• Homepage team: This team looks after the student council’s web pages, known as the Student Forum (


There are no fees for the Graduate School. Students are funded by stipends or third-party fellowships. These salaries are competitive by national standards.

One of the stipends available is a “Melanie and Eduard zur Hausen Fellowship” eligible to applicants from Lithuania, Latvia and Estonia. For more information, please visit our website:


Candidates can apply for the DKFZ PhD Program through the biannual PhD selections. The next application deadline is 31st May 2010. All applications should be submitted online.

For further information about the PhD Program, the application process and admission requirements please visit our homepage

Case Study

Name: Anna Postepska

Country of origin: Poland


The style of work at the DKFZ is very exciting because the labs are very well equipped and the only factors that limit you are time and your own ideas. The day is only 24 hours long and sometimes I wish it was at least twice as long.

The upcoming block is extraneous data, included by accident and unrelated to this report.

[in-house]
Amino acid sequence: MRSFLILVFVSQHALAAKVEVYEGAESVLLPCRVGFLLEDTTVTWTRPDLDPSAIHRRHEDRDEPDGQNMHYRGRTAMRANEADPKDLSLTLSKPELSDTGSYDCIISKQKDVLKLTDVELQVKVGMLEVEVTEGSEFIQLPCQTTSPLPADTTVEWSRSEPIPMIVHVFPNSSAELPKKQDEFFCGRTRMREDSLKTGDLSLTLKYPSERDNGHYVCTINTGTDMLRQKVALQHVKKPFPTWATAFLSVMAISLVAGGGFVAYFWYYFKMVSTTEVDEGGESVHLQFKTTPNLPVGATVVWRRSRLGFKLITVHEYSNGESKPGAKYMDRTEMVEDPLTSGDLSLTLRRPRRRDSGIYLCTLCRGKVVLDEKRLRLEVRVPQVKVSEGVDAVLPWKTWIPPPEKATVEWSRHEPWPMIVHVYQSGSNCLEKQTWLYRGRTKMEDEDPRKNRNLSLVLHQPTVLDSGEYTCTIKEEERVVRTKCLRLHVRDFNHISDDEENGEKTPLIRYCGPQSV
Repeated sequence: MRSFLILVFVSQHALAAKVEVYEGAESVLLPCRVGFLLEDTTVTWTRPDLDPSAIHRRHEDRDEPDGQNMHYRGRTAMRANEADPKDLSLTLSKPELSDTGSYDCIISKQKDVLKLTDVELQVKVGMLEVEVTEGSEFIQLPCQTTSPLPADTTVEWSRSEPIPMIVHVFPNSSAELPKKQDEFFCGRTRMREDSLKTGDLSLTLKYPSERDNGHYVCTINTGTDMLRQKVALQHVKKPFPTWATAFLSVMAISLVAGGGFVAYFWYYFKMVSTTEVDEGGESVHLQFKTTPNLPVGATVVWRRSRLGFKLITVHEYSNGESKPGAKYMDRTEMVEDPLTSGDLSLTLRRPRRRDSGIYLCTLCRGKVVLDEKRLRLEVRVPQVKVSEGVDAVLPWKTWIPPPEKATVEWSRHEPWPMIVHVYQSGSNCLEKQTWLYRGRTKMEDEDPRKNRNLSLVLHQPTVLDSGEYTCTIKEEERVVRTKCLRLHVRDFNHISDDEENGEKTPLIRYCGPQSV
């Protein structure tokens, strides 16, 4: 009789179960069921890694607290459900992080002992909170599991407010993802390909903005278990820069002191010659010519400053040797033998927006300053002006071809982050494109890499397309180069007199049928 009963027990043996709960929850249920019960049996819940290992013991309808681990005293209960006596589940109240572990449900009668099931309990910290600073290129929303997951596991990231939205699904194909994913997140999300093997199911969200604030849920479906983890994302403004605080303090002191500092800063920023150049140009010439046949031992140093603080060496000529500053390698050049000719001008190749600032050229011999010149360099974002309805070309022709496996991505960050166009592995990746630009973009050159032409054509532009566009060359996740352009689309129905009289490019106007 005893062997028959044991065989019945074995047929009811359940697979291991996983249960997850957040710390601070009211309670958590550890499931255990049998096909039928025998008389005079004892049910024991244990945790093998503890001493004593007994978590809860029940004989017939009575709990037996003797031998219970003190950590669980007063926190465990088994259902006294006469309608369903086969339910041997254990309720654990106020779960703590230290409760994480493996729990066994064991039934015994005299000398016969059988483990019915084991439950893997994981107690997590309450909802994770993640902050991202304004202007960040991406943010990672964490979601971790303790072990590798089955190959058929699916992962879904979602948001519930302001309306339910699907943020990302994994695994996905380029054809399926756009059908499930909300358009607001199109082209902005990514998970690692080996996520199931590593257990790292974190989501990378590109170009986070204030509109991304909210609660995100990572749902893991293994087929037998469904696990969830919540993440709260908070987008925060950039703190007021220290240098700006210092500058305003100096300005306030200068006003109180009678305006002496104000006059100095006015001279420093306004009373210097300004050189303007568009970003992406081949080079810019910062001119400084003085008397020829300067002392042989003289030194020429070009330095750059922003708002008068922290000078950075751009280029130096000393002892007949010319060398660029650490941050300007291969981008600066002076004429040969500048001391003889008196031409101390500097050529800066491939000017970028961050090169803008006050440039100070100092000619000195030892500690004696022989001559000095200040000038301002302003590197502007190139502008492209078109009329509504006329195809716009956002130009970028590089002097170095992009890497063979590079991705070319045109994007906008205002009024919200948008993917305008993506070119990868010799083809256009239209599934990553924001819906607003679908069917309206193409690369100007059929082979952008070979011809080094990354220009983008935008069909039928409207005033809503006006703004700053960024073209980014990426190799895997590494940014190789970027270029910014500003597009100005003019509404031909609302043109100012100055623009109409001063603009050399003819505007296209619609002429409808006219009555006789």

I am lucky to work with a supervisor who is really open to my ideas, even though I am a PhD student. This is very exciting, as whatever idea I come up with, no matter how expensive it is, if it is reasonable, my supervisor will find a way to realize it. This is really great and is something that I would never have been able to achieve doing a PhD elsewhere. Once for my project, it was necessary to conduct genome-wide sequencing, which is quite expensive. We had never used this approach before, so I was the first person to prepare material for this sequencing. My supervisor organised extra money for this and she trusted me enough to let me prepare the material.

Name: Valentina Kovaleva

Country of origin: Russia


It was not a difficult decision to come here. I was interested in the reasons why people got cancer, as I had relatives, who suffered from breast and stomach cancer. Therefore, I would like to find out how likely it is that I or my children will get cancer.

I always wanted to work in cancer research with patient materials and to do applied research, which could be used in hospitals. I want to be able to see my results helping patients in three to five years. I have also been a member of the five-strong PhD council, which is elected for a period of one year. When I first arrived in Heidelberg, it was initially difficult as a foreigner but the student council was very helpful. Overall, my experience as a foreign student has been very positive, especially as there are a lot of other students from abroad working here.